Lotte scion told to get out of hotel
Lotte Hotels & Resorts on Tuesday notified the oldest son of founder Shin Kyuk-ho that he and his staff had to leave an office and living space on the 34th floor of the hotel because they interfere with the work of the group.
The founder and his eldest son live in the hotel in Myeong-dong, central Seoul, and use it as offices from which they continue to fight to regain control of the conglomerate, which operates both in Korea and Japan, from younger son Shin Dong-bin.
The tussle is the latest chapter in the prolonged fraternal dispute at Lotte. Founder Shin Kyuk-ho has not been asked to vacate his residence at the hotel.
Shin Dong-bin took the helm of the group’s Tokyo-based holdings company in July after stripping his older brother of his vice chairmanship of Lotte Holdings.
Shin Dong-joo claims Dong-bin’s control of Lotte Holdings is illegitimate and has launched legal actions against his younger brother.
The move to remove Dong-joo from the hotel came a day after the founder fired a chief secretary for Shin Kyuk-ho who was appointed by Lotte Group.
His job was to manage the schedule of the founder and accompany him whenever he goes outside.
SDJ Corporation, a unit that represents the older son, said that Shin Dong-joo’s aides are now taking care of the nonagenarian patriarch, and the chief secretary appointed by the group wasn’t needed.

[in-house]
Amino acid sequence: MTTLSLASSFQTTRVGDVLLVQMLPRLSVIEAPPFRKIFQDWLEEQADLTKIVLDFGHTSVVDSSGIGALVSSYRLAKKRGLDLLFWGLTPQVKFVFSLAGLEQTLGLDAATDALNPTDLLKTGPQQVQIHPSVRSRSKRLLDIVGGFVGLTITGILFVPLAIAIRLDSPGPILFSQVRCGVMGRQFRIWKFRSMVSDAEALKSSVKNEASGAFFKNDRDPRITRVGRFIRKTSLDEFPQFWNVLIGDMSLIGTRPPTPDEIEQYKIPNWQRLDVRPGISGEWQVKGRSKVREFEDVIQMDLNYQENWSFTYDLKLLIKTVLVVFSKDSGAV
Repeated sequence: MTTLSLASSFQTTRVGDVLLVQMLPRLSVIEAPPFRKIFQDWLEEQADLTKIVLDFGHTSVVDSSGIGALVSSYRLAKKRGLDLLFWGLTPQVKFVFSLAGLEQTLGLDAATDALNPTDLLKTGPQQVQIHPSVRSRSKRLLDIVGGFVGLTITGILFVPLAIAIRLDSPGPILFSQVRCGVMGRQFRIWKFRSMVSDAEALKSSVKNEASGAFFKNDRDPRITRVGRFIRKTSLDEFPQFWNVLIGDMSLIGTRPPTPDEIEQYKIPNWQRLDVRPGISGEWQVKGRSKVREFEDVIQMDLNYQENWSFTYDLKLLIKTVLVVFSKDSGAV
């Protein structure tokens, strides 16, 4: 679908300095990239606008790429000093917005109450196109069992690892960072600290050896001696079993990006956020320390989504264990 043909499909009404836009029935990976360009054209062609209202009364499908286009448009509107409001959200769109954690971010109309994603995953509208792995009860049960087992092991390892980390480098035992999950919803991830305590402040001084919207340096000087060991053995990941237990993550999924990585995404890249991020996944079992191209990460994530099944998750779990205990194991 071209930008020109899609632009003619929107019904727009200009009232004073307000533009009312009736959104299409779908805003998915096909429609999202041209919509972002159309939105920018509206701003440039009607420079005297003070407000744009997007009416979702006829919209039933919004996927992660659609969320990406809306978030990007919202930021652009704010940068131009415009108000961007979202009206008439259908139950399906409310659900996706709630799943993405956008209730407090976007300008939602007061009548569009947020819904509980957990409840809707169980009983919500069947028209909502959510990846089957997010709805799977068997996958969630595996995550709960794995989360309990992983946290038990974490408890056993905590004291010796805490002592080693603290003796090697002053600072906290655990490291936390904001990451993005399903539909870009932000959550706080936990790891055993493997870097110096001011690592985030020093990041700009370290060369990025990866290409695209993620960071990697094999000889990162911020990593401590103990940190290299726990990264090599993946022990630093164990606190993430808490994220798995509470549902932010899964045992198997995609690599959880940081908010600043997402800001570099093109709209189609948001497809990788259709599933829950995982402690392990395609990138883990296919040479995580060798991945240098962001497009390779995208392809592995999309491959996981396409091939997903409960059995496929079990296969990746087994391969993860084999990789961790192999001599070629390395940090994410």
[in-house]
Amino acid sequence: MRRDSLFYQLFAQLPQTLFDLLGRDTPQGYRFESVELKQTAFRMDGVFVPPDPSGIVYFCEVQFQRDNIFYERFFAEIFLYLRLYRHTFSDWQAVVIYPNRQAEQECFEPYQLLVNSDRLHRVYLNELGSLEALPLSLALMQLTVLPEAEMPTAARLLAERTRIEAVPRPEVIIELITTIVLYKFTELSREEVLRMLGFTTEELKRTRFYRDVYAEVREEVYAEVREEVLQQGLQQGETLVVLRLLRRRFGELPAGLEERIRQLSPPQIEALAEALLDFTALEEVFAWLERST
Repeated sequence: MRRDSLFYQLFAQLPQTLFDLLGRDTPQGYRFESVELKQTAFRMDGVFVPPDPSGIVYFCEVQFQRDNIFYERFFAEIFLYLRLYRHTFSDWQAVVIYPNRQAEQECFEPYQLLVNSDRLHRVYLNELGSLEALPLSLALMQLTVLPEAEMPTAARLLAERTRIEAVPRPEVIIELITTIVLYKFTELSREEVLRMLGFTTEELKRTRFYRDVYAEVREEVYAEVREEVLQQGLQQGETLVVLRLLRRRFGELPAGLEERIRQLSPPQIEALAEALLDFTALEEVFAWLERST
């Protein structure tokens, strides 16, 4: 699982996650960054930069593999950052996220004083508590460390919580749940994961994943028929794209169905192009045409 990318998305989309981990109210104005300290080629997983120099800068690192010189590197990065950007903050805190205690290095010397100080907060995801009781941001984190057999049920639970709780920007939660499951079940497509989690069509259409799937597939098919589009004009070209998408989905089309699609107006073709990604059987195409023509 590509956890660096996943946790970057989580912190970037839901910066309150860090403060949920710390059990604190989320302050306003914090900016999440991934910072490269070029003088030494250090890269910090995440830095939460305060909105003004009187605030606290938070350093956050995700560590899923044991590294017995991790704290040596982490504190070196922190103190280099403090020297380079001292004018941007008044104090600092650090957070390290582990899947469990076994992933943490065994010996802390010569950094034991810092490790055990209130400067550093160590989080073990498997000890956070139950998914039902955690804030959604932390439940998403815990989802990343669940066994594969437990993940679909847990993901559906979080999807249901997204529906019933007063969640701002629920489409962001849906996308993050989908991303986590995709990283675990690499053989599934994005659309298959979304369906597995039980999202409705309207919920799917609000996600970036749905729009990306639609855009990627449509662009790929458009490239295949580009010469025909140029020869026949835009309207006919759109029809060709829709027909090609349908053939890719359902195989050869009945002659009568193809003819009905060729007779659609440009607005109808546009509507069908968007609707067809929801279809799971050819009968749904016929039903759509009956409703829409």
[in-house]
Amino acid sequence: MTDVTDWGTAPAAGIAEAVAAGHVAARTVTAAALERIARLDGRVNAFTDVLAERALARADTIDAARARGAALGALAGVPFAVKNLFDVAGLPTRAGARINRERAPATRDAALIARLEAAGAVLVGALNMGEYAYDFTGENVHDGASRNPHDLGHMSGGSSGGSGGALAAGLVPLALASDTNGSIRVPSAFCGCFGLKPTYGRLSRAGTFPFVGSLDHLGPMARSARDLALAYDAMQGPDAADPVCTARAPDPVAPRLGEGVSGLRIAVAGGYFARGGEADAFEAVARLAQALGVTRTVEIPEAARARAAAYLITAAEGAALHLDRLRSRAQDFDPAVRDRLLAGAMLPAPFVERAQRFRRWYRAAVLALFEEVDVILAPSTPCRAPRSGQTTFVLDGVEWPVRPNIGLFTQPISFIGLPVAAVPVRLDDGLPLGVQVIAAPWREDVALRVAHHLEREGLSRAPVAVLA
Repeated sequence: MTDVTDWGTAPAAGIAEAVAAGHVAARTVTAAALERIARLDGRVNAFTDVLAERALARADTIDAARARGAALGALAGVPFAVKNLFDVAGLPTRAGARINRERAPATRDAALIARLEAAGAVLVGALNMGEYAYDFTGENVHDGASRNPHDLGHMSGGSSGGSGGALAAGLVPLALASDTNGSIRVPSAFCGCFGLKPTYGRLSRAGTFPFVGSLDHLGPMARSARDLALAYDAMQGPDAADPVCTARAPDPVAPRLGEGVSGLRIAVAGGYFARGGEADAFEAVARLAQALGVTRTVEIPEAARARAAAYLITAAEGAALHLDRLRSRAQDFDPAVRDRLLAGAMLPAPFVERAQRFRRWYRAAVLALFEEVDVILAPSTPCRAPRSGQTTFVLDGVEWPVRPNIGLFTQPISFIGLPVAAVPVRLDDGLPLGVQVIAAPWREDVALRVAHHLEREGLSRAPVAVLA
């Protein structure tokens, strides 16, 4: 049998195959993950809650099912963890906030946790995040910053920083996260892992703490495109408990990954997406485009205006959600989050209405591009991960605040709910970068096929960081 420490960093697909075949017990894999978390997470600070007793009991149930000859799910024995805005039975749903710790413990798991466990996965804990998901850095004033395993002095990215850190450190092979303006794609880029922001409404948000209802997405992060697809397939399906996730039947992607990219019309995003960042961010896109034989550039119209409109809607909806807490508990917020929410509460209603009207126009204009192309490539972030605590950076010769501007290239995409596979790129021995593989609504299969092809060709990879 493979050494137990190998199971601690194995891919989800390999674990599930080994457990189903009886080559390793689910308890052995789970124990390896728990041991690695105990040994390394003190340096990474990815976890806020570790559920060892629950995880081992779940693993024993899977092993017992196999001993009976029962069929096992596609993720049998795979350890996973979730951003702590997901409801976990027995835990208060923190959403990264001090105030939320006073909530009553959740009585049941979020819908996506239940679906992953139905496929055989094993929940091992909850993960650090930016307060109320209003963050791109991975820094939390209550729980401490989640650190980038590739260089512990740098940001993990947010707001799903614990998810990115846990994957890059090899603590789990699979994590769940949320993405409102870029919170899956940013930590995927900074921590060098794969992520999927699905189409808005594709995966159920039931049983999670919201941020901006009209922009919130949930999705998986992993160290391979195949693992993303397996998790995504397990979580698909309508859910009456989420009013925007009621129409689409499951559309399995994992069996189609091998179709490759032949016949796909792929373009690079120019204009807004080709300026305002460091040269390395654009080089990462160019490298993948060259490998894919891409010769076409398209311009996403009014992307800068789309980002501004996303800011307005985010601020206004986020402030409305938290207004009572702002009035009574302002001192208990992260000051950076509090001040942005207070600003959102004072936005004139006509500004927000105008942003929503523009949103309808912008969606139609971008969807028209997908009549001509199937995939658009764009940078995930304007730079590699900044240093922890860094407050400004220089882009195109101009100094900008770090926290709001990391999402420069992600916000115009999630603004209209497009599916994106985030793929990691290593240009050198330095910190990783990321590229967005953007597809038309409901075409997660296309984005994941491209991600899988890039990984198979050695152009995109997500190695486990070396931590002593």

Lotte Group countered that position.
“The decision to hire and fire should be done by the group, not an individual outside of the group,” Lotte said in a statement.
Song Yong-dok, CEO of Lotte Hotels & Resorts, explained why the hotel told the oldest brother and his staff to vacate. “As the head of the hotel, I couldn’t just stand by when outside people barricade a whole floor of the hotel,” said Song.
Shin Dong-joo has launched a legal battle in both Japan and Korea to contest the decision to dismiss Lotte Group founder Shin Kyuk-ho from the board of the holding company.
Shin Dong-joo also filed a damages suit in Korea against Hotel Lotte, seeking 1.2 billion won ($1 million) for the ousting of the founder.
BY PARK EUN-JEE [firstname.lastname@example.org]